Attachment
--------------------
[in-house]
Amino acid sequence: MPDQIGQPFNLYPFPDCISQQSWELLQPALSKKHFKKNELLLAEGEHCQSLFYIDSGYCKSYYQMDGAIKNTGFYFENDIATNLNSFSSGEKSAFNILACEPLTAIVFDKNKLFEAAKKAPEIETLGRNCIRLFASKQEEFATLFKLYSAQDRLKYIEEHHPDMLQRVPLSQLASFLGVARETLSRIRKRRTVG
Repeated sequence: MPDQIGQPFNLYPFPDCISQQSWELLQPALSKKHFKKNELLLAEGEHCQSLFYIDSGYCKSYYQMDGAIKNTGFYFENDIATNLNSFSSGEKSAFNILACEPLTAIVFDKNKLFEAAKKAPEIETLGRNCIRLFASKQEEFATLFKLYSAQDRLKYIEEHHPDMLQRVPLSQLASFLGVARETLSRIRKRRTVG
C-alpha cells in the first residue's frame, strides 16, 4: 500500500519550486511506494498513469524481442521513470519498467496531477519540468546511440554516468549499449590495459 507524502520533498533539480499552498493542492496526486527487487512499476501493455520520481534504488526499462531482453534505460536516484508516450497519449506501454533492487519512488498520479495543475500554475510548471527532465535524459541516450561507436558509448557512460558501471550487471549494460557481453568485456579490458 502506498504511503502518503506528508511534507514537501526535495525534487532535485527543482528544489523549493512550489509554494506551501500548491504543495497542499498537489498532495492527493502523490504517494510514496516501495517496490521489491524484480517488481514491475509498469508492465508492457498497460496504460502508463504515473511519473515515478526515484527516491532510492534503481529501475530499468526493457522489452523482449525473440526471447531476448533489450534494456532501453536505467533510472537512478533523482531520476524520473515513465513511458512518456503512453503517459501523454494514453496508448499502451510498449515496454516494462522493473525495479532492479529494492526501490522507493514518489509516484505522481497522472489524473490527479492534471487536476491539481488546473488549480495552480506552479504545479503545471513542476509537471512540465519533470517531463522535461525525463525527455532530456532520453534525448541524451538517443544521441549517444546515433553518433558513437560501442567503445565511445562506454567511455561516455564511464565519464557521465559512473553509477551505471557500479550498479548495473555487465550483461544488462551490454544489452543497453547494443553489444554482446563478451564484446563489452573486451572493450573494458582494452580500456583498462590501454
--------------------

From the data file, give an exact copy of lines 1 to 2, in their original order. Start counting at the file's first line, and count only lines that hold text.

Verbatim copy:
[in-house]
Amino acid sequence: MPDQIGQPFNLYPFPDCISQQSWELLQPALSKKHFKKNELLLAEGEHCQSLFYIDSGYCKSYYQMDGAIKNTGFYFENDIATNLNSFSSGEKSAFNILACEPLTAIVFDKNKLFEAAKKAPEIETLGRNCIRLFASKQEEFATLFKLYSAQDRLKYIEEHHPDMLQRVPLSQLASFLGVARETLSRIRKRRTVG